Select Committee on Scottish Affairs First Report


12. Policy support, image and tourism

134. In June 1999, following what it described as "a rigorous programme of research, consultation and analysis",[187] Scottish Enterprise National (SEN) launched a major new policy support strategy for Scottish Food and Drink,[188] based on SEN's existing cluster approach. We sought to establish whether, with the increasingly global nature of industrial competition, there were any signs that the strategy was beginning to make any impact in improving the ability of Scottish companies to compete internationally.

135. SEN has developed a number of activities designed to upgrade the competitive base of food and drink companies in Scotland. The table below indicates something of the range of programmes designed by SEN to meet the five key objectives it has set for the cluster strategy.

Key Objective
Specific Programmes
Grow leading companies
  • Graduate Placement
  • Mentoring
  • Learning journeys
Building Scotland's reputation in food and drink
  • Scottish Food and Drink International
  • Consumer and Market intelligence Centre
  • Market Advantage
  • Meet the Buyer
Exploiting Technology
  • Food Innovation Network
  • Functional Food
Building an Efficient Supply Chain
  • Loadshare
  • Seafood Scotland
  • Quality Meat Scotland
Human Resource Development
  • Food Skills Group
  • Scottish Food Skills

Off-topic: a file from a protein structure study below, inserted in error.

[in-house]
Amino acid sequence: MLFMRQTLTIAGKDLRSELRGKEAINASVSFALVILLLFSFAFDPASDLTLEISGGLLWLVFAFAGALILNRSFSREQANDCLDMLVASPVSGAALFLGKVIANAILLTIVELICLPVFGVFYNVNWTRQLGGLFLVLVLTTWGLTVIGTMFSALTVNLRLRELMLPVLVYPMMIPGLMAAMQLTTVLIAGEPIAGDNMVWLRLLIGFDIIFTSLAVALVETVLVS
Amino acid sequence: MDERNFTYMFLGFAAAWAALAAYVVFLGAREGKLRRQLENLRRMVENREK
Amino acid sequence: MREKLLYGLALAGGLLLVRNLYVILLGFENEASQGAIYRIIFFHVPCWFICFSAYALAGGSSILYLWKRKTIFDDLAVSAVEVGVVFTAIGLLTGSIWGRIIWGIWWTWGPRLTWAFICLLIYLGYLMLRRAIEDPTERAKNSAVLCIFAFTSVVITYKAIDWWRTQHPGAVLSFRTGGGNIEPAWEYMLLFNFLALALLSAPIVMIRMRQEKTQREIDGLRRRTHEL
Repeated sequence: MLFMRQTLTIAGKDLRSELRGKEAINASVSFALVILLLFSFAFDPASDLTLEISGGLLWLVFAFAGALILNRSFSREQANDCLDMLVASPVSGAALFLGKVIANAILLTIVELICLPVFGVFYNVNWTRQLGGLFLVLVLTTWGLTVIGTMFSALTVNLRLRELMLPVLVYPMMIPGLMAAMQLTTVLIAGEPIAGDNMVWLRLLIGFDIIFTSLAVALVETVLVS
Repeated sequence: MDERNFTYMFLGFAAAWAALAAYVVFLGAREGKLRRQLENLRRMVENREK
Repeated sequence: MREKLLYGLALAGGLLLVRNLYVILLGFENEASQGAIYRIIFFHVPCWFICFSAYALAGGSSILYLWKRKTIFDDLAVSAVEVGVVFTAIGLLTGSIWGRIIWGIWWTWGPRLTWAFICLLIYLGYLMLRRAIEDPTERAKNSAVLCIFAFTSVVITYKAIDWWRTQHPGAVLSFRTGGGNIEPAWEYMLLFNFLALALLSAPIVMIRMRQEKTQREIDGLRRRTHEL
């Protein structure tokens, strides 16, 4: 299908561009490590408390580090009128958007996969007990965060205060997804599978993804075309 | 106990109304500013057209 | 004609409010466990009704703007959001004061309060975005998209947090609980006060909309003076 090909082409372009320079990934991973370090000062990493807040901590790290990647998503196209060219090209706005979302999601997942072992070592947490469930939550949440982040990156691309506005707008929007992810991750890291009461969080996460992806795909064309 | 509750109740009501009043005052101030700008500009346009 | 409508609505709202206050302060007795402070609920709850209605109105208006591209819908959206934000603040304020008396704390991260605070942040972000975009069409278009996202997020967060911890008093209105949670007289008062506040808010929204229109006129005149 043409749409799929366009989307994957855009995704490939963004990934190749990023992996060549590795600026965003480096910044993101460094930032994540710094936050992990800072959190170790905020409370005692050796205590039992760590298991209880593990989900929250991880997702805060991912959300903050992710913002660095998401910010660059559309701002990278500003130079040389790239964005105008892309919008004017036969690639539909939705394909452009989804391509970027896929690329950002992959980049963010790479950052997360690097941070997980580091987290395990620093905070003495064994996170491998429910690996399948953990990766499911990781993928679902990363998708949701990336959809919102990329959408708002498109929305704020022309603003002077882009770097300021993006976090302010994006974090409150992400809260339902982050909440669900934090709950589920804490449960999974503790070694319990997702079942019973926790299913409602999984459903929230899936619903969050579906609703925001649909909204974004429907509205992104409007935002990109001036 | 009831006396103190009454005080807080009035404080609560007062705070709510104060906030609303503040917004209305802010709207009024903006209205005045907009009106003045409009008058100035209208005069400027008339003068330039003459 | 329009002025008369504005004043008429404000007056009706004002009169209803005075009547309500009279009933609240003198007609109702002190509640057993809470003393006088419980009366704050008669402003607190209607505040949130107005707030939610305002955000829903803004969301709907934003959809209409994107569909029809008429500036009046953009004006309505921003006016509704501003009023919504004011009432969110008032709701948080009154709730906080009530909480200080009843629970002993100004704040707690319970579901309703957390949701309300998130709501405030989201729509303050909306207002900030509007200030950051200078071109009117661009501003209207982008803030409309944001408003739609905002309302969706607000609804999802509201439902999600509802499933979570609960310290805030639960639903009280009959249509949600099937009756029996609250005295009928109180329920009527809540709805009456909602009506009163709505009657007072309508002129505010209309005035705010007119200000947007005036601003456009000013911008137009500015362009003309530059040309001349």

• Food Learning Network

136. We recognise that the strategy developed by SEN aims to assist the development of the Scottish food and drink industry over the long-term, and that we are presently only at the early stages of this process. But we had some reservations about two aspects. Firstly, there appears to be a paucity of information over how the approach will progress. Secondly, we were not completely convinced that the philosophy underlying the strategy necessarily represents the best way to take matters forward. With regard to this second point, it seems to us that the strategy does not always aim to realise the full potential of the drinks industry.

137. The memorandum submitted by SEN[189] was optimistic in tone. The actual targets set by SEN for food and drink growth, most notably a trebling of exports, seem to us to be ambitious. The adoption by SEN of what subsequently proved to be very unrealistic, indeed unachievable, targets for the growth of new enterprises was recently heavily criticised in a review of its flagship new firm formation policy, the Business Birth Rate Strategy (BBRS).[190] The target of trebling exports looks even more ambitious than those set by the BBRS.

138. SEN were unable to provide evidence of progress towards the very ambitious growth targets it has set, a problem attributed to the time lag before official statistics are published. However, this reliance on official statistics means that there will always be a considerable lag before SEN can assess the success or otherwise of its approach. We were surprised that SEN did not appear to have even some basic internal method, perhaps through the use of its own food and drink contacts, by which it could measure progress. SEN is a public agency and so the spending of public money is involved in its activities. A basic requirement should be that SEN was able to measure progress towards targets. In the absence of information of this sort it is difficult to determine what level of resources are required to support the strategy. Additionally, while the relatively short time that the strategy has been running may be relevant, SEN could only provide limited anecdotal evidence of instances where companies had benefited from its assistance.

139. One item on which almost all of those who submitted evidence agreed was the premier position of whisky as Scotland's best-known product in the international marketplace. Several witnesses argued that the positive image of Scotland which whisky helps promote could have important spin-off benefits for other Scottish products.